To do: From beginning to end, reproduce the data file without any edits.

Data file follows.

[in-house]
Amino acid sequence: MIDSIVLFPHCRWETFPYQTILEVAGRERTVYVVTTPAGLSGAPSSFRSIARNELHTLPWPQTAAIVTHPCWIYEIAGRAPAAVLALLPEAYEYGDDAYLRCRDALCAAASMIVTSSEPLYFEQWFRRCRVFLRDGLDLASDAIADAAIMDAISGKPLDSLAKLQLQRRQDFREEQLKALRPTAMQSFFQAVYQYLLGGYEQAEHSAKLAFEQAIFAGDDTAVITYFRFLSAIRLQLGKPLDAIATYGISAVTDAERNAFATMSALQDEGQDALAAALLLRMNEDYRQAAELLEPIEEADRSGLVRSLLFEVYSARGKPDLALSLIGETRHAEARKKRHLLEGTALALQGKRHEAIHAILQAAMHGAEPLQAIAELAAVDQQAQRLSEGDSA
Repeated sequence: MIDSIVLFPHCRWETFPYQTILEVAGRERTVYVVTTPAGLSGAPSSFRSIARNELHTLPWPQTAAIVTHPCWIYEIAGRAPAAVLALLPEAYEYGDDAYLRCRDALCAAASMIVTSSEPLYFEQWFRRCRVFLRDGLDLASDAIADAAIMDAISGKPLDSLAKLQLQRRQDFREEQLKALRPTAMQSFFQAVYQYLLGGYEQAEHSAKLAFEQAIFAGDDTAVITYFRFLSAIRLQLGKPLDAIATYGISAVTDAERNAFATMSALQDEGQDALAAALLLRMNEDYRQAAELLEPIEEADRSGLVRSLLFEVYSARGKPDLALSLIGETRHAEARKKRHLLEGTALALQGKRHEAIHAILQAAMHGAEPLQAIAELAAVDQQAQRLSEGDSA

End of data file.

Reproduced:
[in-house]
Amino acid sequence: MIDSIVLFPHCRWETFPYQTILEVAGRERTVYVVTTPAGLSGAPSSFRSIARNELHTLPWPQTAAIVTHPCWIYEIAGRAPAAVLALLPEAYEYGDDAYLRCRDALCAAASMIVTSSEPLYFEQWFRRCRVFLRDGLDLASDAIADAAIMDAISGKPLDSLAKLQLQRRQDFREEQLKALRPTAMQSFFQAVYQYLLGGYEQAEHSAKLAFEQAIFAGDDTAVITYFRFLSAIRLQLGKPLDAIATYGISAVTDAERNAFATMSALQDEGQDALAAALLLRMNEDYRQAAELLEPIEEADRSGLVRSLLFEVYSARGKPDLALSLIGETRHAEARKKRHLLEGTALALQGKRHEAIHAILQAAMHGAEPLQAIAELAAVDQQAQRLSEGDSA
Repeated sequence: MIDSIVLFPHCRWETFPYQTILEVAGRERTVYVVTTPAGLSGAPSSFRSIARNELHTLPWPQTAAIVTHPCWIYEIAGRAPAAVLALLPEAYEYGDDAYLRCRDALCAAASMIVTSSEPLYFEQWFRRCRVFLRDGLDLASDAIADAAIMDAISGKPLDSLAKLQLQRRQDFREEQLKALRPTAMQSFFQAVYQYLLGGYEQAEHSAKLAFEQAIFAGDDTAVITYFRFLSAIRLQLGKPLDAIATYGISAVTDAERNAFATMSALQDEGQDALAAALLLRMNEDYRQAAELLEPIEEADRSGLVRSLLFEVYSARGKPDLALSLIGETRHAEARKKRHLLEGTALALQGKRHEAIHAILQAAMHGAEPLQAIAELAAVDQQAQRLSEGDSA